The East Baton Rouge Parish School Board on Thursday advanced plans to merge, expand or relocate more than a dozen public schools, many of them in north Baton Rouge, even as board members from that area demanded more community input and more to help lift struggling schools.
The vote was 6 to 2, with board members Dawn Collins and Kenyetta Nelson-Smith voting no; board member Vereta Lee abstained. A final vote is set for the April 20 meeting.
Superintendent Warren Drake is calling for merging 11 schools, expanding one, closing two and relocating another school. As part of the plan, both Glen Oaks High and the reopening Istrouma High would add middle schools; Broadmoor elementary and middle schools would merge into one school focusing on grades kindergarten through eight; Mayfair Lab would add high school grades; and BR FLAIM would relocate to the former Valley Park Junior High campus.
Some changes would take effect in August, while others would wait another year. The facility changes are outlined in a document called the “Plan for Academic Innovation & Organizational Efficiency.”
“The plan I’m presenting you tonight is good for children all over this parish,” Drake said.
Some changes deal with schools that flooded in August. Other proposals involve schools where enrollment has declined. Others are meant to expand already popular programs or offer more options for parents, particularly in southeast Baton Rouge.
Most board members complimented the plan, while acknowledging that no one got everything they wanted.
“I know this plan is not perfect,” said board President Evelyn Ware-Jackson. “I could rip and tear it up and find every little thing wrong.”
Similarly, board member Jill Dyason called it a “good first step.” She said reducing the number of schools is a reflection of the times.
“We can’t afford to have a school in every neighborhood anymore,” Dyason said.
One late change, recommended just before Thursday’s meeting, got some discussion. It would merge three elementary schools — Capitol, Melrose and Park — onto two campuses, Capitol and Melrose. Melrose would focus on kindergarten to second grade while Capitol would handle third to fifth grades. Prekindergarten children would head to the Delmont Pre-K Center. Park’s campus at 2700 Fuqua St. would close.
The original plan, now dropped, was to merge Capitol Elementary and Capitol Middle school onto the middle school campus and allow Park Elementary to move into the vacated Capitol Elementary building.
Nelson-Smith questioned closing Park, noting voters in 2008 agreed to rebuild the school. Instead, Drake is suggesting taking the $20 million set aside for Park and splitting it, with half going to expand Broadmoor Elementary and half to building the Mayfair high school. Nelson-Smith called the move a “slap in the face” and complained that Drake didn’t hold more community meetings to explain what he wants to do.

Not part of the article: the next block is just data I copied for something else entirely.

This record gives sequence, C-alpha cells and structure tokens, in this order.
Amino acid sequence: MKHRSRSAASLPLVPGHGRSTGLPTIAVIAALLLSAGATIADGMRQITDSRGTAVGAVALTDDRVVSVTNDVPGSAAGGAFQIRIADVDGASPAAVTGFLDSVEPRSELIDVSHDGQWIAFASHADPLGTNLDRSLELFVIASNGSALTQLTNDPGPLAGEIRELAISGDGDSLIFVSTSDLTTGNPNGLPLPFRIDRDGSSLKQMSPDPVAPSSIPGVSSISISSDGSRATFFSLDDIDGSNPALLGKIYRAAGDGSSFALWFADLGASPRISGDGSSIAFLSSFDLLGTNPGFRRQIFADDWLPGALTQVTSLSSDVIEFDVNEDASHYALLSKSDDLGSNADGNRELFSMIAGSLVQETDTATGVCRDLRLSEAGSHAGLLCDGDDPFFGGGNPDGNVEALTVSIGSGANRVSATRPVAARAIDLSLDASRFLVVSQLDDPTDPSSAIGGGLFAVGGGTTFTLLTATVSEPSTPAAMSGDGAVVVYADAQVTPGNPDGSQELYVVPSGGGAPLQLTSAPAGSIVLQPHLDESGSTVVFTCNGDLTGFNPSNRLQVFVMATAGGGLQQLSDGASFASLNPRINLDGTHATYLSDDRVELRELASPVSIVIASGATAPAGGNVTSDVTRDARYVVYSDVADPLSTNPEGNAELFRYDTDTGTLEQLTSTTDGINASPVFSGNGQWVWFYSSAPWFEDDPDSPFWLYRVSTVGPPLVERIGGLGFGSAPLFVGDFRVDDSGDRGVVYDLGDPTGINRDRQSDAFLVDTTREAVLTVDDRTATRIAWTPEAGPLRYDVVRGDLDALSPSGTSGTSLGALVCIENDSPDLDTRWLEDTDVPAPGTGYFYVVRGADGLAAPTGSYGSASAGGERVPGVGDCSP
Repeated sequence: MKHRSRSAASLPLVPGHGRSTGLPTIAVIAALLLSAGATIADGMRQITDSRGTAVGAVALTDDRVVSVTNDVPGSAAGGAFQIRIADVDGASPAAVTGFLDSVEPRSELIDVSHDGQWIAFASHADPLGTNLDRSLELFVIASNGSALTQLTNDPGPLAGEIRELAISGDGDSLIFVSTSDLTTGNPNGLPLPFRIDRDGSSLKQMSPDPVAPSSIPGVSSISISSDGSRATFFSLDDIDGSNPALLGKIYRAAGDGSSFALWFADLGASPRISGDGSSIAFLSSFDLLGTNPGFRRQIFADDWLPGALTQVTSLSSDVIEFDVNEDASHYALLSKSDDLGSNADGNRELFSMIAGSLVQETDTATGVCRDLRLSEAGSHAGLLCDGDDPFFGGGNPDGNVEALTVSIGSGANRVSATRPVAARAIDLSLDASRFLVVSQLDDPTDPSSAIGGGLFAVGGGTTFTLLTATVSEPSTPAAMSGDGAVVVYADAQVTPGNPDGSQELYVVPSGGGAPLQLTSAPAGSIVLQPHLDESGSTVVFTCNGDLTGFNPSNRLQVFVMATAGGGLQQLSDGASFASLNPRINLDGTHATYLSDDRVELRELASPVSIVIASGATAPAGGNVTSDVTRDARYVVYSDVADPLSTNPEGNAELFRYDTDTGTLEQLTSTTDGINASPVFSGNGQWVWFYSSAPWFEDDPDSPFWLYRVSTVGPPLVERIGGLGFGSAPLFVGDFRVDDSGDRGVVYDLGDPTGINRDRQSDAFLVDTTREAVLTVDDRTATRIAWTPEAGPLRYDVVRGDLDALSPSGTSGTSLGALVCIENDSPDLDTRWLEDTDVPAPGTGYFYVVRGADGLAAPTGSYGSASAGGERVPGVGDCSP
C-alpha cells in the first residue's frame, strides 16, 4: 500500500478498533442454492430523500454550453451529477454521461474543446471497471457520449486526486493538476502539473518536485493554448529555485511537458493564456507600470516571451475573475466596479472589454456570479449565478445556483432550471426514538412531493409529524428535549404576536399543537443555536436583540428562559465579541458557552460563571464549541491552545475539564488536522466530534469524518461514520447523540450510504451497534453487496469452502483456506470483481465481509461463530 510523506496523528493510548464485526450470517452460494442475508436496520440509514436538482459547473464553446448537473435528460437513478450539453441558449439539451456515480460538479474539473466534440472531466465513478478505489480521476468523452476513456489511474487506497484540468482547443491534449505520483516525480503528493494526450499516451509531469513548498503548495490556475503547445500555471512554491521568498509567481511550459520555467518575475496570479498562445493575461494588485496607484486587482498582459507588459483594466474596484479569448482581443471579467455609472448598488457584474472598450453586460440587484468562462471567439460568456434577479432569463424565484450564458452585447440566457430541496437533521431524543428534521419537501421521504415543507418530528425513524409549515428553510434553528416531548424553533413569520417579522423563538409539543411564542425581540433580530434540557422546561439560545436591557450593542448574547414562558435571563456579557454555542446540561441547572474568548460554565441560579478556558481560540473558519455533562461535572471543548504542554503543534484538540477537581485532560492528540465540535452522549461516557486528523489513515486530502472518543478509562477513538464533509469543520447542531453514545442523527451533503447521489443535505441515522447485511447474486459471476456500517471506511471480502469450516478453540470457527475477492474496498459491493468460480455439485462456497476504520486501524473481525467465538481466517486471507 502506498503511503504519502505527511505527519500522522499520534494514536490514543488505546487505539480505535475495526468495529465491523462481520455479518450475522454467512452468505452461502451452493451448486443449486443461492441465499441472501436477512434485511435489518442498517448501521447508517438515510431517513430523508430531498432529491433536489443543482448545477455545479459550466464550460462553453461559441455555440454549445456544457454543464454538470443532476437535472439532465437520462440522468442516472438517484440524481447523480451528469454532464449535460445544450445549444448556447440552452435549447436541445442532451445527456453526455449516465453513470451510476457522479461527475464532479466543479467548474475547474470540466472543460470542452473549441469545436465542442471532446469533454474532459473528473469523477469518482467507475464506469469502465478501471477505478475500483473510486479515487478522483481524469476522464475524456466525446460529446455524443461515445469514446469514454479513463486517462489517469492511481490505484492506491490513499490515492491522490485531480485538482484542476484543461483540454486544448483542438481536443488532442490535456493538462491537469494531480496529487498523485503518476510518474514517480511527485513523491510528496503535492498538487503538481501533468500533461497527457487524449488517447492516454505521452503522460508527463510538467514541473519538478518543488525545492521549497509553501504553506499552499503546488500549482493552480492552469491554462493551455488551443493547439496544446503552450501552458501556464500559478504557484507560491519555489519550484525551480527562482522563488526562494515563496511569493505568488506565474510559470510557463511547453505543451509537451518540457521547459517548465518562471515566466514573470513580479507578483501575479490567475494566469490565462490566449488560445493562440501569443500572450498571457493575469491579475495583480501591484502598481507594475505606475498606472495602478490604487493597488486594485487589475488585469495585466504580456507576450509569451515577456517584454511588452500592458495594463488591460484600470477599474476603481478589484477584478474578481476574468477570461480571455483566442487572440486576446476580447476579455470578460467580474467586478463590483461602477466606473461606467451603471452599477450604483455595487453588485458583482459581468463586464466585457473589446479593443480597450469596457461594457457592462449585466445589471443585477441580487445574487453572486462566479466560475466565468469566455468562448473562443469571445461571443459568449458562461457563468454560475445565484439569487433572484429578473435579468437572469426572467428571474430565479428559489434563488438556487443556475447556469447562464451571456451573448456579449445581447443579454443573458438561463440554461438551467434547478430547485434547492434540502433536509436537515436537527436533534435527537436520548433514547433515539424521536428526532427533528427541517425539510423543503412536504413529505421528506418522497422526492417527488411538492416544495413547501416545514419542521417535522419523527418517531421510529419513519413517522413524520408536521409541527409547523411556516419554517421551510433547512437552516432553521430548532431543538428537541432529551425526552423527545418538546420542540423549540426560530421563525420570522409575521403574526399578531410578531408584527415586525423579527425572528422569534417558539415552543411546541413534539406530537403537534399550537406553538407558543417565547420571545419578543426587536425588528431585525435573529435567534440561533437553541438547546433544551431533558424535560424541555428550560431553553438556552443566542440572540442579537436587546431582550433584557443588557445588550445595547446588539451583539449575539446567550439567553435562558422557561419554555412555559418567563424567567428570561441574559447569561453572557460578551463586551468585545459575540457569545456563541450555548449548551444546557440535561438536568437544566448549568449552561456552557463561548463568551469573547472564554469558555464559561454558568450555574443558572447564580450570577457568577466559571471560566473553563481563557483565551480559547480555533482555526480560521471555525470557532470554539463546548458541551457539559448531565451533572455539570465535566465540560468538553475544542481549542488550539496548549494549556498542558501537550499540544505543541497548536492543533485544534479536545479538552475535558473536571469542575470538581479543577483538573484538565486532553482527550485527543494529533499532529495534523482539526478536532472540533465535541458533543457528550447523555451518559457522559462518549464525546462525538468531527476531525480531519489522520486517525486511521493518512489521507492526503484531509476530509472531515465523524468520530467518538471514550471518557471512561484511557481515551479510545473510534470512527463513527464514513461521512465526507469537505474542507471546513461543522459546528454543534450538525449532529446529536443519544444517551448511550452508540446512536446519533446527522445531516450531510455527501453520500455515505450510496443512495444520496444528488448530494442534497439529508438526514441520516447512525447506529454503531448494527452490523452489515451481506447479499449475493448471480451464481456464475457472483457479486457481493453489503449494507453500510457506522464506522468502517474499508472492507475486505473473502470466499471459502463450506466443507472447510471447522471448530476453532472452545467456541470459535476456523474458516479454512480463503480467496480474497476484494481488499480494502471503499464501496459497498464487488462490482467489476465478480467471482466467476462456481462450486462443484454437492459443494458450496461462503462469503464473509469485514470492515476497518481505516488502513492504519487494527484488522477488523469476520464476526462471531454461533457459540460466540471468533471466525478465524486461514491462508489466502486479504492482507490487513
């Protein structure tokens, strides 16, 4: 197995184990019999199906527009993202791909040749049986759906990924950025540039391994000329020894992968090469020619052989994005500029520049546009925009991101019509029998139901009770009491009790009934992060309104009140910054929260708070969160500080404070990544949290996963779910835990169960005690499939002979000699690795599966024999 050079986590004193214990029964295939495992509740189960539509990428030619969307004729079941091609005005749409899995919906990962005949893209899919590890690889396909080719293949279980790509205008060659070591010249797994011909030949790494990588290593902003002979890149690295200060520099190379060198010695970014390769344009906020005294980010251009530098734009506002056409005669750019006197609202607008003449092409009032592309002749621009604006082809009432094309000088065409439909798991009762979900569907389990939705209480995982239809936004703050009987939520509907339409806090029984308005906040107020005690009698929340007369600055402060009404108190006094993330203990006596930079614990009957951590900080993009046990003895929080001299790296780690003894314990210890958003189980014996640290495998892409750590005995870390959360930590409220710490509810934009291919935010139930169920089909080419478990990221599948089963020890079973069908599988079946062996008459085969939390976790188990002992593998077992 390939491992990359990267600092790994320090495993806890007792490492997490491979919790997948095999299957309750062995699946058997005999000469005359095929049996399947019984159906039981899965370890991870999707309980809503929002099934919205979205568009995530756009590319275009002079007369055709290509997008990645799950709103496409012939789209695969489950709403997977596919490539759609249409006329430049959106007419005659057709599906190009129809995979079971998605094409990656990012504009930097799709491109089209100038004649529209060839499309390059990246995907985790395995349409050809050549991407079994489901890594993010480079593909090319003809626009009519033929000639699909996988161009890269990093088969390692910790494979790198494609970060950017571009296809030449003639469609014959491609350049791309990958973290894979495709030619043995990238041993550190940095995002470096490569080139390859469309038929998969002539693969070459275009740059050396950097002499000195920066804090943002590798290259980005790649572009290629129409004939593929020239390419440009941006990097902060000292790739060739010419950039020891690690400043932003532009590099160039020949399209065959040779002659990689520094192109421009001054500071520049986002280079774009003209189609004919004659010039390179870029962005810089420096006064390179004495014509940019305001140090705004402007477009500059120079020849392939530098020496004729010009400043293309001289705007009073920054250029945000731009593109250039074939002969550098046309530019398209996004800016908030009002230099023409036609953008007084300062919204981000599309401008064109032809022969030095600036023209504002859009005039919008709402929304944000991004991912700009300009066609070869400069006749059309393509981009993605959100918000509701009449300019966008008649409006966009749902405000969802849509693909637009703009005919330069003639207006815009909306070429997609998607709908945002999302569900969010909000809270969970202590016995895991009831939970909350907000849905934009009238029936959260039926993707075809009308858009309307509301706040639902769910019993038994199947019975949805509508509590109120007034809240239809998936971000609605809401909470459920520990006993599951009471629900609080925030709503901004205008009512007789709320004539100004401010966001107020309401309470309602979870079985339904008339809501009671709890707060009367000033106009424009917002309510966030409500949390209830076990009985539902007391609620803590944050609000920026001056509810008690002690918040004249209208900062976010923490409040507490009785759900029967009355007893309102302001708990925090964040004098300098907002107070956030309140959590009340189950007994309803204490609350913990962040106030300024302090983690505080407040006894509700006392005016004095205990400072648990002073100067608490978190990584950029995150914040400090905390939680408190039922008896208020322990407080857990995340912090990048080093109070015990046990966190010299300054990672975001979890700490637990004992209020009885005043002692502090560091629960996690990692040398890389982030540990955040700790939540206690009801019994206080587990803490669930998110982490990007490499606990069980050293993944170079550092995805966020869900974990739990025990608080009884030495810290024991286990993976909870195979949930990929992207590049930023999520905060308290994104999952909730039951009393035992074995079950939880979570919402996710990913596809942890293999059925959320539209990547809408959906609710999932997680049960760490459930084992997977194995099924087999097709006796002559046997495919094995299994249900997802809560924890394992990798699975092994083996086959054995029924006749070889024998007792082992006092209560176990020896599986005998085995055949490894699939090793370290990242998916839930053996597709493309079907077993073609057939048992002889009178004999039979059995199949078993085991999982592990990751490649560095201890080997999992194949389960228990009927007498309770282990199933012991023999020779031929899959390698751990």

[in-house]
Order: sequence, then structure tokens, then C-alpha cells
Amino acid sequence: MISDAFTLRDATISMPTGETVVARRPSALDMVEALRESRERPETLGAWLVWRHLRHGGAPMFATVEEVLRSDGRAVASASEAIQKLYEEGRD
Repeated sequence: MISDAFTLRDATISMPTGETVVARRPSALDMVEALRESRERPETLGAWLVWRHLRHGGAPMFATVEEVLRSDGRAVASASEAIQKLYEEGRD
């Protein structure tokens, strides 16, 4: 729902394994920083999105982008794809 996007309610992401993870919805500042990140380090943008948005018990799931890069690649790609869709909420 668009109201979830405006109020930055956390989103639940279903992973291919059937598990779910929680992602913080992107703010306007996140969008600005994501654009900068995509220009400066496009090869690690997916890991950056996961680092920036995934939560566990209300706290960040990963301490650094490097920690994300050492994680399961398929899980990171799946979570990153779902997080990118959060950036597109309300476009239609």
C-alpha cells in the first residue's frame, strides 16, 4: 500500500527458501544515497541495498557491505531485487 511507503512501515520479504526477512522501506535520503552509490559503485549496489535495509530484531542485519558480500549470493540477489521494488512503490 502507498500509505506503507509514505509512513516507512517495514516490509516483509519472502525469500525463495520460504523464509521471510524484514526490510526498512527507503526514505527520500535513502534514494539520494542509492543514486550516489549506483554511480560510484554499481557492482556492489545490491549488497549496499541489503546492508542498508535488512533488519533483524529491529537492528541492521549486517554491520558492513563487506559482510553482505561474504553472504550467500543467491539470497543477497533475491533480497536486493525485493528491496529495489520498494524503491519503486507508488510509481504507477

“I don’t understand the lack of input of going out to the community,” Nelson-Smith said. “This is not our money. This is theirs.”
Metro Councilman LaMont Cole, who also represents much of that area of north Baton Rouge, urged more community meetings.
“I think it’s very, very important to include people in the process about decisions that affect so many,” Cole said.
Jacqueline Martin, a teacher at Park, said the elementary school, which has an F grade, is finally bonding with its new principal and making strides.
“I can’t just sit back and see us being wiped out without first giving us a chance,” Martin said.
Drake said he’s not opposed to more community input but said it will go only so far.
“The community is probably going to want what they want,” he said.
Drake noted a lot has changed in Baton Rouge since voters went to the polls in 2008. He said a few of the schools approved then are only half full currently.
“The educational landscape in BR has changed dramatically,” he said. “Just to say we’re going to do this because we said we’d do it years ago is not good enough.”
Nelson-Smith and Collins also expressed concern about the lack of additional educational programs for the struggling schools in their north Baton Rouge districts even as south Baton Rouge would add options.
“Nothing in this plan is anything I can bring back to my district,” Collins said.
Nelson-Smith suggested the board should do to more reward people who’ve stuck with the school system, not chase people who’ve left, particularly those in southeast Baton Rouge.
“We’re not fighting for people who don’t care about us,” she said.
One late addition to Drake’s plan is adding magnet programs in the fall to Woodlawn Middle and Woodlawn High schools. The programs, which would be selective admissions, would educate as many as half the students in those schools after three years in operation.
The magnets would draw from within the attendance zones of those schools. The two schools are key to the proposed St. George school district, which supporters planned to create but were unable to get enough signatures to get on the ballot a proposal to create St. George city, the first step in creating a breakaway school district.
“We don’t want southeast Baton Rouge to break away. I want those students to stay,” Drake said.
White Hills Elementary, which is near Baker and has just 150 students, is the only school recommended for closure. Another option is merging White Hills with an unnamed elementary school nearby with each focusing on certain grades.
Here are other Drake facility proposals:
• Merge Glen Oaks High and North Banks Middle in August, with North Banks’ 180 students heading to Glen Oaks High. The high school, which was flooded, is about to undergo a $21 million reconstruction.
• Merge Howell Park Elementary at Claiborne Elementary rather than return Howell Park to 6125 Winbourne Ave. The two schools have 250 and 570 students, respectively. Howell Park, which flooded in August, has shared space at Claiborne, 4707 Denham St.